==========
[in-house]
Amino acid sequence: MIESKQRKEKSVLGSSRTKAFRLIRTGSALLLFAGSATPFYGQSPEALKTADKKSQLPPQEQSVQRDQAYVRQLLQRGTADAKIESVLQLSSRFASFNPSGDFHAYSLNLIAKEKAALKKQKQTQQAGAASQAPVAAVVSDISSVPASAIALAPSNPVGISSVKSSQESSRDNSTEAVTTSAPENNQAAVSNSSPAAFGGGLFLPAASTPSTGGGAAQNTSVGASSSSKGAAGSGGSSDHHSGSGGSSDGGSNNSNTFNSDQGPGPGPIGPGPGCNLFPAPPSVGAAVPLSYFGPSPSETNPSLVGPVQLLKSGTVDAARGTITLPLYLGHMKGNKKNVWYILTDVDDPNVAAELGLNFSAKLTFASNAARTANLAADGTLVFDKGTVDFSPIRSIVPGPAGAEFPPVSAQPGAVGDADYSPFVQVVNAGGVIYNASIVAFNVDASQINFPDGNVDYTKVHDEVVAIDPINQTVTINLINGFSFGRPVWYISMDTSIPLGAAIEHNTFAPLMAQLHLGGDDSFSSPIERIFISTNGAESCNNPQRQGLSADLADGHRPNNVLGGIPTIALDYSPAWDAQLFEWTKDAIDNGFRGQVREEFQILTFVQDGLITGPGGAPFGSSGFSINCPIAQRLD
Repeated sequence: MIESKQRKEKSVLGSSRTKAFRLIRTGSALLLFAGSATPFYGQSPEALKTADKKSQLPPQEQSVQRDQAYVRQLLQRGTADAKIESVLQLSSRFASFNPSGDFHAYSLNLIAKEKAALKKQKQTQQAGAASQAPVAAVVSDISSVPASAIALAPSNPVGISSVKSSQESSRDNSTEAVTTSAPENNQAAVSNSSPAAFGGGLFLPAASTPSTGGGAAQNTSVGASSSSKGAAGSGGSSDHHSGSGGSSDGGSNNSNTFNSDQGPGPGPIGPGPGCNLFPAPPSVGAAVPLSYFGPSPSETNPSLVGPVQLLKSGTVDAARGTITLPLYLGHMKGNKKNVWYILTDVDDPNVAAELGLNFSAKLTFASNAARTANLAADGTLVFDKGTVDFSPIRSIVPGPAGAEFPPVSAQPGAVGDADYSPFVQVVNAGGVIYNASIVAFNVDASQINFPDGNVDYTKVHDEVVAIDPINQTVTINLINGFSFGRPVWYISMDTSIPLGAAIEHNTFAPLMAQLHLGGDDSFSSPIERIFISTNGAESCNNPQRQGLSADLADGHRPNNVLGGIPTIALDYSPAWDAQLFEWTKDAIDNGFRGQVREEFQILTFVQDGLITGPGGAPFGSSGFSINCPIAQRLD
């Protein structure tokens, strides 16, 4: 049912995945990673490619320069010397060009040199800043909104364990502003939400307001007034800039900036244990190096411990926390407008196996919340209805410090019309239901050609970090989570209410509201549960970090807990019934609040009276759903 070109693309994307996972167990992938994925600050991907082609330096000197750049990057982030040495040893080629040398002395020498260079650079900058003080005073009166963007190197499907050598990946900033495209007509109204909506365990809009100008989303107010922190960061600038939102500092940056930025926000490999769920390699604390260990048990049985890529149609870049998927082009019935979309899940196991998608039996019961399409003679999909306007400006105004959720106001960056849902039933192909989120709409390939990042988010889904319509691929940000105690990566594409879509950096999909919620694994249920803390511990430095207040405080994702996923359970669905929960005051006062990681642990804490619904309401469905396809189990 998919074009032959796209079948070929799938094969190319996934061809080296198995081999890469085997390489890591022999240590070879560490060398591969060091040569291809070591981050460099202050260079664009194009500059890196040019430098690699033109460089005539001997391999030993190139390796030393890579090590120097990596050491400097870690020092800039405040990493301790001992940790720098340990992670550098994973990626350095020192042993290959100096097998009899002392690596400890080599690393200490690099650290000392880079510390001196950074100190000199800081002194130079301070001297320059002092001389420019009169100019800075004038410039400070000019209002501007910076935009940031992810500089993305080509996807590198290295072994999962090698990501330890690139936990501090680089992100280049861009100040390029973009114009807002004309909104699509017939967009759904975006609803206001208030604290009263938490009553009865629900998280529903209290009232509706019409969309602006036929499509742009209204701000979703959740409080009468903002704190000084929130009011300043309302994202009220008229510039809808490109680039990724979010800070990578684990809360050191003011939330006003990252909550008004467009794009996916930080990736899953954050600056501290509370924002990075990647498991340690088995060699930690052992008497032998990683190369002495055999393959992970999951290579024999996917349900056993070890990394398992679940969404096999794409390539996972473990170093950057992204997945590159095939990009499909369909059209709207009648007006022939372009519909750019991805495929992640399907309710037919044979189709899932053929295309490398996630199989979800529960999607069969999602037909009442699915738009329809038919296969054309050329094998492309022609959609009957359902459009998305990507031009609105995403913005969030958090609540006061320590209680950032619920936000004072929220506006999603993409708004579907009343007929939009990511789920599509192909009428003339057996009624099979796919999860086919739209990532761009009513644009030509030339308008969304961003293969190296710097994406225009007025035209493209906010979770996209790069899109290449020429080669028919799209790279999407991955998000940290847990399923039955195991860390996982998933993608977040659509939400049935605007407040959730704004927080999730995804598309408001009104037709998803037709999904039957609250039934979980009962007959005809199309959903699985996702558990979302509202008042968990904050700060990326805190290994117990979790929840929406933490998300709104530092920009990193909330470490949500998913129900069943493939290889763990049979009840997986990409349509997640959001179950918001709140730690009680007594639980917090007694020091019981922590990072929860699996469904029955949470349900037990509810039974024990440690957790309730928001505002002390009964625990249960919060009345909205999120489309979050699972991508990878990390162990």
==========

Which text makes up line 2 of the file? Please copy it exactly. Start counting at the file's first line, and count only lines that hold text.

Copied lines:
Amino acid sequence: MIESKQRKEKSVLGSSRTKAFRLIRTGSALLLFAGSATPFYGQSPEALKTADKKSQLPPQEQSVQRDQAYVRQLLQRGTADAKIESVLQLSSRFASFNPSGDFHAYSLNLIAKEKAALKKQKQTQQAGAASQAPVAAVVSDISSVPASAIALAPSNPVGISSVKSSQESSRDNSTEAVTTSAPENNQAAVSNSSPAAFGGGLFLPAASTPSTGGGAAQNTSVGASSSSKGAAGSGGSSDHHSGSGGSSDGGSNNSNTFNSDQGPGPGPIGPGPGCNLFPAPPSVGAAVPLSYFGPSPSETNPSLVGPVQLLKSGTVDAARGTITLPLYLGHMKGNKKNVWYILTDVDDPNVAAELGLNFSAKLTFASNAARTANLAADGTLVFDKGTVDFSPIRSIVPGPAGAEFPPVSAQPGAVGDADYSPFVQVVNAGGVIYNASIVAFNVDASQINFPDGNVDYTKVHDEVVAIDPINQTVTINLINGFSFGRPVWYISMDTSIPLGAAIEHNTFAPLMAQLHLGGDDSFSSPIERIFISTNGAESCNNPQRQGLSADLADGHRPNNVLGGIPTIALDYSPAWDAQLFEWTKDAIDNGFRGQVREEFQILTFVQDGLITGPGGAPFGSSGFSINCPIAQRLD